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Wednesday, Aug. 1, 2007 08:09 am

People's Poetry

Jacqueline Jackson presents

Untitled Document chutzpahpoem #1

at the interminable canadian
customs a car sneaks from a
side street horns its way
into the queue ahead of us
some docile driver lets it
I send ugly vibes for flat tires
faulty generator broken belts
a boiling radiator bird poop
on its gleaming finish
none of these to take effect
of course till it’s cleared
the checkpoint unless —
best of all — it’s pulled
randomly from the line
for a stem-to-stern top-
to-bottom full-body search

 
© Jacqueline Jackson 2007

The chances are very good that you are within a thousand yards of a man with a comb-over, and he may even be somewhere in your house. Here’s Maine poet, Wesley McNair, with his commentary on these valorous attempts to disguise hair loss.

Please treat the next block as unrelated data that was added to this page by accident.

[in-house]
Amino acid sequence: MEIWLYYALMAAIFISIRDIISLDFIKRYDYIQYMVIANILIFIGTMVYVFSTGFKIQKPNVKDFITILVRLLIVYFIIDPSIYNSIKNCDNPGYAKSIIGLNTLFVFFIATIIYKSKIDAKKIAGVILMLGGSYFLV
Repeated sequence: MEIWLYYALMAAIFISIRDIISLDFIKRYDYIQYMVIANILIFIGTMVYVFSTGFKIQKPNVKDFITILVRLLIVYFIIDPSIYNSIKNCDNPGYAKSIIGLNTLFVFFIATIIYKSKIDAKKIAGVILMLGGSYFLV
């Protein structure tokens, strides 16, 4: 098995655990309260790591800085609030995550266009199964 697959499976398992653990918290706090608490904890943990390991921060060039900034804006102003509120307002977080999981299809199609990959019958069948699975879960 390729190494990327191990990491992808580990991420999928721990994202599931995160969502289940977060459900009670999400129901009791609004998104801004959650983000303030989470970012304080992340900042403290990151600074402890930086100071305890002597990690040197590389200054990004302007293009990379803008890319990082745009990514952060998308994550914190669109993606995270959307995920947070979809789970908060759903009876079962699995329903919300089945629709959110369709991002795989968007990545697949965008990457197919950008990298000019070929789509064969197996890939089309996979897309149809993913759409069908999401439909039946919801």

Hymn to the Comb-Over
How the thickest of them erupt just above the ear, cresting in waves so stiff no wind can move them. Let us praise them in all of their varieties, some skinny as the bands of headphones, some rising from a part that extends halfway around the head, others four or five strings stretched so taut the scalp resembles a musical instrument. Let us praise the sprays that hold them, and the combs that coax such abundance to the front of the head in the mirror, the combers entirely forget the back. And let us celebrate the combers, who address the old sorrow of time’s passing day after day, bringing out of the barrenness of mid-life this ridiculous and wonderful harvest, no wishful flag of hope, but, thick, or thin, the flag itself, unfurled for us all in subways, offices, and malls across America.
Poem copyright © 2006 by Wesley McNair. Reprinted from The Ghosts of You and Me, published by David R. Godine, 2006, by permission of the author. Introduction copyright © 2006 by The Poetry Foundation. American Life in Poetry is made possible by The Poetry Foundation (www.poetryfoundation.org), publisher of Poetry magazine. It is also supported by the Department of English at the University of Nebraska-Lincoln.
Ted Kooser served as the U.S. Poet Laureate from 2004-2006. For more information, go to www.americanlifeinpoetry.org.
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